More changes almost certainly will be coming, including what to do with the ACC-Big Ten Challenge.

“I think we’re past the guesswork on whether we play 20 conference games or more than that,” Purdue coach Matt Painter said Friday. “We’re trying to get everybody set like in terms of MTEs (multi-team events), figuring out when to play the ACC-Big Ten challenge.”

Painter, who was part of the NCAA committee that recommended how to start the season, noted part of the uncertainty stems from differing protocols imposed by campus, city and state officials.

In Indianapolis, Vaughn believes the convention center, nearby hotels, restaurants and downtown businesses, many within walking distance of the venue, could safely accommodate up to 24 teams. The 745,000-square foot facility would feature six basketball courts and two competition courts.

Anyone entering the convention center would undergo saliva-based rapid response testing, which would be sent to a third-party lab for results. Others venues could be added, too, potentially with more fans, if the case numbers decline.

If there is a taker, the event also could serve as a dry run for the 2021 Final Four, also slated for Indy.

“It’s not going to hurt,” Vaughn said. “I can tell you all the planning we’re doing right now is the same for a Final Four that’s been scheduled here for any other year. But it would be nice to have this experience under our belt to see if it can be done.”

Maui Invitational moving to North Carolina during pandemic

Brian Spurlock-USA TODAY Sports
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ASHEVILLE, N.C. — The Maui Invitational is moving to the mainland during the coronavirus pandemic.

One of the premier preseason tournaments on the college basketball schedule, the Maui Invitational will be played at the Harrah’s Cherokee Center in downtown Asheville, North Carolina.

Dates for the tournament announced Friday have yet to be finalized. The NCAA announced Wednesday that the college basketball season will begin Nov. 25.

This year’s Maui Invitational field includes Alabama, Davidson, Indiana, North Carolina, Providence, Stanford, Texas and UNLV.

All teams, staff, officials, and personnel will be in a bubble environment that limits their movement and interaction outside the venue.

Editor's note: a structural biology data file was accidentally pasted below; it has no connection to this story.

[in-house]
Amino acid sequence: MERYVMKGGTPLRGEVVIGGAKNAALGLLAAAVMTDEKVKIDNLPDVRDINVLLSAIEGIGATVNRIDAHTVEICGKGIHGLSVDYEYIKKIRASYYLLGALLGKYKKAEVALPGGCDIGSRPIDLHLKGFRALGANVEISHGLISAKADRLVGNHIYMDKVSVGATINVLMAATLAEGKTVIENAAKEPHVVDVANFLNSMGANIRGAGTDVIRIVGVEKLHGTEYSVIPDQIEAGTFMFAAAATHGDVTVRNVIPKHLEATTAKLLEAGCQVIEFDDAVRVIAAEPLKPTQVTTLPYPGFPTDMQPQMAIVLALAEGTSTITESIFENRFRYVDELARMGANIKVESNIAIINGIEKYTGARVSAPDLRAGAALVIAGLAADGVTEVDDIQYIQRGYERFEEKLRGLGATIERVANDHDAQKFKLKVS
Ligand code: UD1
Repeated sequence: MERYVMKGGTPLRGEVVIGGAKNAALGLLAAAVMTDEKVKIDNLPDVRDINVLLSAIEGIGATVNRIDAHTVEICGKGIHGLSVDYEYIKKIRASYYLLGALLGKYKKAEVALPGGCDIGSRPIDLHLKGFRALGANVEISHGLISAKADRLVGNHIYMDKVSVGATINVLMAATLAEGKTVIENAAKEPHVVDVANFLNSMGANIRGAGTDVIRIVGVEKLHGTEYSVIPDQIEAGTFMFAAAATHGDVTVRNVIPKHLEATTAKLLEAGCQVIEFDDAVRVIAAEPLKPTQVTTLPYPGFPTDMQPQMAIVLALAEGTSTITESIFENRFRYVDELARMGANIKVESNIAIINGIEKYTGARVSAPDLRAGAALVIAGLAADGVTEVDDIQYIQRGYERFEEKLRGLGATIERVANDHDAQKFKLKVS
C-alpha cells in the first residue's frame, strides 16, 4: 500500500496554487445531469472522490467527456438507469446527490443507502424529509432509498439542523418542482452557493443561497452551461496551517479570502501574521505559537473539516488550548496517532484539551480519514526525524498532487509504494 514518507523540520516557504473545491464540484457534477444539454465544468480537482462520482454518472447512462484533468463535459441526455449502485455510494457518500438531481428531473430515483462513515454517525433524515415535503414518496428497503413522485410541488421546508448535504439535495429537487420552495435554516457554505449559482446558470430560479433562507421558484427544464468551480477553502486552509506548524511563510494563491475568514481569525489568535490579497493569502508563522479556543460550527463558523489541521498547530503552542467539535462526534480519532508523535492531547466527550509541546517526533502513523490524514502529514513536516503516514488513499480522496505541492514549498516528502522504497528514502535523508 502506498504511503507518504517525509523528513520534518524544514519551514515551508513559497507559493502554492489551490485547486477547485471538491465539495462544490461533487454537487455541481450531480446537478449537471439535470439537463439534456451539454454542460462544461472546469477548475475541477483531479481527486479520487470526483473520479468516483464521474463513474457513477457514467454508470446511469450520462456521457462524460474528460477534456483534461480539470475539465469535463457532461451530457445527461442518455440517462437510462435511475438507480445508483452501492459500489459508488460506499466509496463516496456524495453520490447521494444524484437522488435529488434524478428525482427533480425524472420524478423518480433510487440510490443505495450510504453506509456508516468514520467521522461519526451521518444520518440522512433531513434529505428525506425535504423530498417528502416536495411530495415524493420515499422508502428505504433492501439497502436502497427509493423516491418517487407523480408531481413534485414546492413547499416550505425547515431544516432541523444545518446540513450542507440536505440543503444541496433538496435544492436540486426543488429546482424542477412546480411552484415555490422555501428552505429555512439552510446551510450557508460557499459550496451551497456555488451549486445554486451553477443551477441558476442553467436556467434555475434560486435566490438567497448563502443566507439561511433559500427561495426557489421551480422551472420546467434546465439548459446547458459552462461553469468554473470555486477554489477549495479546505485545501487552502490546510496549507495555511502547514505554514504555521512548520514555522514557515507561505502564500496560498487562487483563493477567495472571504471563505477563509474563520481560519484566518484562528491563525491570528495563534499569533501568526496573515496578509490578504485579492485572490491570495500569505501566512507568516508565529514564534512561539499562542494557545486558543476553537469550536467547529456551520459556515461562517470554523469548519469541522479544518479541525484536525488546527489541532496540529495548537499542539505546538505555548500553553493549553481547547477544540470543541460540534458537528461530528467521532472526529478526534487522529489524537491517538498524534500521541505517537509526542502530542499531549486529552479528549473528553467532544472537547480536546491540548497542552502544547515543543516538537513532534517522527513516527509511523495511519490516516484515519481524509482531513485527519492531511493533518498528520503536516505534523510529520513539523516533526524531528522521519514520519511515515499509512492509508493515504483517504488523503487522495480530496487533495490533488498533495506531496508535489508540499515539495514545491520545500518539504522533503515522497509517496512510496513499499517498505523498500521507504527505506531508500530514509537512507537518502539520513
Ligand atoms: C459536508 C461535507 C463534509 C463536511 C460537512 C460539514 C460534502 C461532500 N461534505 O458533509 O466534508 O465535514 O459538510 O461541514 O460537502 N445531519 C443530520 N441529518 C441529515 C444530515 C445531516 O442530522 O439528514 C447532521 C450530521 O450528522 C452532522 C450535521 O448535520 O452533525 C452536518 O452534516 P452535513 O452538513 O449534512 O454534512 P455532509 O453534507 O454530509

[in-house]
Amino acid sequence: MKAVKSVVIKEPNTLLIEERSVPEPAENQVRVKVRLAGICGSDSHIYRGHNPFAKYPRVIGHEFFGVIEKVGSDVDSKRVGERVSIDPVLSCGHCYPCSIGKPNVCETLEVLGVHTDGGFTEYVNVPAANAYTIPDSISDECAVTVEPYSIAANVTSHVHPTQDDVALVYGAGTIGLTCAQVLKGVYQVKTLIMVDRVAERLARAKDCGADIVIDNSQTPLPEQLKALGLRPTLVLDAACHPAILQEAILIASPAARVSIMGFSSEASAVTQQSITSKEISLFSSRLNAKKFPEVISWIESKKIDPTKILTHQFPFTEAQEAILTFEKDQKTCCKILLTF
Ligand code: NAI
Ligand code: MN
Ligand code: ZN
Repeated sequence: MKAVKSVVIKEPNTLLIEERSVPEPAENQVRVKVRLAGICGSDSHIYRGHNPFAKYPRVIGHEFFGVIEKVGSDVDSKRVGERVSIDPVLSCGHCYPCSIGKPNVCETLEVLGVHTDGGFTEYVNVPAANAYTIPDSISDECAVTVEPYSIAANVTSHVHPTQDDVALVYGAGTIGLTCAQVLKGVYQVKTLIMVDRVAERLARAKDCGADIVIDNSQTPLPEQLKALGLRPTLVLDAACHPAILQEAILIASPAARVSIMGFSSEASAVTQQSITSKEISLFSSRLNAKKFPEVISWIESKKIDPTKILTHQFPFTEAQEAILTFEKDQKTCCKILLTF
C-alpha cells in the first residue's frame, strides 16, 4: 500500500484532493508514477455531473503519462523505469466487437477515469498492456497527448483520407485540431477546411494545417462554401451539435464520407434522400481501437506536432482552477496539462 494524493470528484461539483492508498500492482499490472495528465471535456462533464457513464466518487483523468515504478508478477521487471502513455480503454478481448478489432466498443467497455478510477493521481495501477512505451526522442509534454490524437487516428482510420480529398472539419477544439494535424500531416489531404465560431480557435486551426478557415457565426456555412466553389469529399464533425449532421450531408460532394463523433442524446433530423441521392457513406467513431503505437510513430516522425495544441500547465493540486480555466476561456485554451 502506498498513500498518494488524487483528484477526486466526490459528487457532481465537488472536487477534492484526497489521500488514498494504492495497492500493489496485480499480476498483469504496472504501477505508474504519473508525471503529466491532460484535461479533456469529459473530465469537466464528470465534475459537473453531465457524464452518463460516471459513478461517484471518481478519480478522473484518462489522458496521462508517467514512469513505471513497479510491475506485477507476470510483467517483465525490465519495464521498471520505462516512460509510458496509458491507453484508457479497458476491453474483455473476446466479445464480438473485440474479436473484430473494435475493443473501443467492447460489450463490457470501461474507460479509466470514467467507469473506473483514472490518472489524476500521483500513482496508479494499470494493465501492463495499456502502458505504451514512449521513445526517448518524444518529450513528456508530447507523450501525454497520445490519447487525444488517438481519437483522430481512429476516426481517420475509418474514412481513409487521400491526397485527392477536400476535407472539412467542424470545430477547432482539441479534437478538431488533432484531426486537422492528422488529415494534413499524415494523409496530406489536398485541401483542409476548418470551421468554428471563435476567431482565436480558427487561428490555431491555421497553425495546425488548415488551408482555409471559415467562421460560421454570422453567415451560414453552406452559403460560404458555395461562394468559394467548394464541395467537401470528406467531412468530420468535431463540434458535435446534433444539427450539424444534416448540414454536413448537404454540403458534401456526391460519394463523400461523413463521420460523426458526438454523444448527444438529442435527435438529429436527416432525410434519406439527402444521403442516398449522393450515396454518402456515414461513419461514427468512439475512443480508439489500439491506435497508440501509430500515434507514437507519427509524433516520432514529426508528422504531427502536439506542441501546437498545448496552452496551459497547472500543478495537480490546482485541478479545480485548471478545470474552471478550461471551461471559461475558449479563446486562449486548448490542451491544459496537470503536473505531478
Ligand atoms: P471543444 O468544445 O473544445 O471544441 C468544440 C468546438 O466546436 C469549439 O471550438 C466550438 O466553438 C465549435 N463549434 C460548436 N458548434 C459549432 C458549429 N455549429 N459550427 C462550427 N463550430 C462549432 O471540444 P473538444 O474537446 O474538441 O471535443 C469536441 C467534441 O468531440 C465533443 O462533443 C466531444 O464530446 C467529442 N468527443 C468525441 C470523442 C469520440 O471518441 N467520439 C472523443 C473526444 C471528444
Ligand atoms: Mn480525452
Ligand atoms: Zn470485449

Burton eligible at Texas Tech after 2 seasons at Wichita State

Peter G. Aiken-USA TODAY Sports

LUBBOCK, Texas — Junior guard Jamarius Burton has been granted a waiver from the NCAA that makes him eligible to play this season for Texas Tech after starting 52 games the past two seasons for Wichita State.

Texas Tech coach Chris Beard announced the waiver Thursday, which came five months after Burton signed with the Big 12 team.

Burton has two seasons of eligibility remaining, as well as a redshirt season he could utilize. He averaged 10.3 points and 3.4 assists per game as a sophomore at Wichita State, where he played 67 games overall.

Burton is from Charlotte. He helped lead Independence High School to a 31-1 record and the North Carolina Class 4A state championship as a senior there.

NCAA season set to open day before Thanksgiving

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The NCAA men’s and women’s basketball season will begin on Nov. 25, the day before Thanksgiving.

The Division I Council voted Wednesday to push the start date back from the originally scheduled Nov. 10 as one of several precautions against the spread of coronavirus.

The later start date coincides with the decision most schools made to send students home from Thanksgiving until January out of concern about a potential late-fall and early-winter flareup of COVID-19. Closed campuses could serve as a quasi bubble for players and provide a window for non-conference games.

The maximum number of regular-season games has been reduced from 31 to 27. The minimum number of games for consideration for the NCAA Tournament was cut from 25 to 13.

Teams can start preseason practices Oct. 14 but will be allowed to work out 12 hours per week beginning Monday.

No scrimmages against other teams or exhibitions are allowed.

In other action, the council voted to extend the recruiting dead period for all sports through Dec. 31. In-person recruiting is not allowed during a dead period, though phone calls and other correspondence are allowed.

The men’s and women’s basketball oversight committees had jointly recommended a start date of Nov. 21, which would have allowed for games to be played on the weekend before Thanksgiving. The council opted not to do that to avoid a conflict with regular-season football games.

The council is scheduled to meet again Oct. 13-14 and could delay the start date and change other pieces of the basketball framework if circumstances surrounding the virus warrant.